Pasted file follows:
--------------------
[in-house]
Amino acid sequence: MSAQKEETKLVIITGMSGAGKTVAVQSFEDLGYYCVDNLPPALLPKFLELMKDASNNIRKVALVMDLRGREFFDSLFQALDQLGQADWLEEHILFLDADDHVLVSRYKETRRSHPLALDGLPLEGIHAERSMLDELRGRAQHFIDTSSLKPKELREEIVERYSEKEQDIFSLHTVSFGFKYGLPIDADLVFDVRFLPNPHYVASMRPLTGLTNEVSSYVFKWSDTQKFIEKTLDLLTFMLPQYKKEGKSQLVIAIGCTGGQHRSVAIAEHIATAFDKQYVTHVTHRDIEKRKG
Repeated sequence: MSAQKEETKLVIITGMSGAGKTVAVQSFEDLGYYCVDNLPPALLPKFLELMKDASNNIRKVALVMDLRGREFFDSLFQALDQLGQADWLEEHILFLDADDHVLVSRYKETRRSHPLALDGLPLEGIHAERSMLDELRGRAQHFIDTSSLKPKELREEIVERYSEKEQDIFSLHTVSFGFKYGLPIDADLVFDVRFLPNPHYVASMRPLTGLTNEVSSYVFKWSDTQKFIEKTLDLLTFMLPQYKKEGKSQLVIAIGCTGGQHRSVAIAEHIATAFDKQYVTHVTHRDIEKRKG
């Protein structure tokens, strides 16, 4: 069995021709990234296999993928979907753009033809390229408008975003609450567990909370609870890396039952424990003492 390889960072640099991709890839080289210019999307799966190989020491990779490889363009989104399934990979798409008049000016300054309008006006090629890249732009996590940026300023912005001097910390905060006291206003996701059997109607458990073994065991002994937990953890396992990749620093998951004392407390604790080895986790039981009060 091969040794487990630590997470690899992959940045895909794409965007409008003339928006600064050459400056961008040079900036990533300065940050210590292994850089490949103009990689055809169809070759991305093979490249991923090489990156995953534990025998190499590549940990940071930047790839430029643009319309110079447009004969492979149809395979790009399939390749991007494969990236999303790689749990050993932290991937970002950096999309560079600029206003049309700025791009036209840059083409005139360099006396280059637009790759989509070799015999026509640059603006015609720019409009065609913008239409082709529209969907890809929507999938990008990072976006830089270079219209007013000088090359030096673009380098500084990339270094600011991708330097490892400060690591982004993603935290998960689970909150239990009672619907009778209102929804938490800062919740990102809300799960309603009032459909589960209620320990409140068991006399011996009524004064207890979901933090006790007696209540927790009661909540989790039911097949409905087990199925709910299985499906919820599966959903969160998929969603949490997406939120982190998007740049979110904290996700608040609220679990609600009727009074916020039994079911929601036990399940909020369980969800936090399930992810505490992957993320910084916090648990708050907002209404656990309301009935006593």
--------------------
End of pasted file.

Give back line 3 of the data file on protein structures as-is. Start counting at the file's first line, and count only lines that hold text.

Repeated sequence: MSAQKEETKLVIITGMSGAGKTVAVQSFEDLGYYCVDNLPPALLPKFLELMKDASNNIRKVALVMDLRGREFFDSLFQALDQLGQADWLEEHILFLDADDHVLVSRYKETRRSHPLALDGLPLEGIHAERSMLDELRGRAQHFIDTSSLKPKELREEIVERYSEKEQDIFSLHTVSFGFKYGLPIDADLVFDVRFLPNPHYVASMRPLTGLTNEVSSYVFKWSDTQKFIEKTLDLLTFMLPQYKKEGKSQLVIAIGCTGGQHRSVAIAEHIATAFDKQYVTHVTHRDIEKRKG